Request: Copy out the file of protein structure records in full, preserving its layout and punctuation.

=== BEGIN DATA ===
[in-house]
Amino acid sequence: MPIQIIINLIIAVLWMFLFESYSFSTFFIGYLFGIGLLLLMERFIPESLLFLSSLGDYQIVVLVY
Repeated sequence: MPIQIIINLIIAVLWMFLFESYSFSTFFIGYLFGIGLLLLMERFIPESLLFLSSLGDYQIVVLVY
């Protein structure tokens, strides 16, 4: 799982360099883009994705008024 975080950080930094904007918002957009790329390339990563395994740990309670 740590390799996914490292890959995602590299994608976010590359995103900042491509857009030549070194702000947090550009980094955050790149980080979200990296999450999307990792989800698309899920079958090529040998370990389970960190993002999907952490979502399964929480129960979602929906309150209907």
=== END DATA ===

[in-house]
Amino acid sequence: MPIQIIINLIIAVLWMFLFESYSFSTFFIGYLFGIGLLLLMERFIPESLLFLSSLGDYQIVVLVY
Repeated sequence: MPIQIIINLIIAVLWMFLFESYSFSTFFIGYLFGIGLLLLMERFIPESLLFLSSLGDYQIVVLVY
């Protein structure tokens, strides 16, 4: 799982360099883009994705008024 975080950080930094904007918002957009790329390339990563395994740990309670 740590390799996914490292890959995602590299994608976010590359995103900042491509857009030549070194702000947090550009980094955050790149980080979200990296999450999307990792989800698309899920079958090529040998370990389970960190993002999907952490979502399964929480129960979602929906309150209907």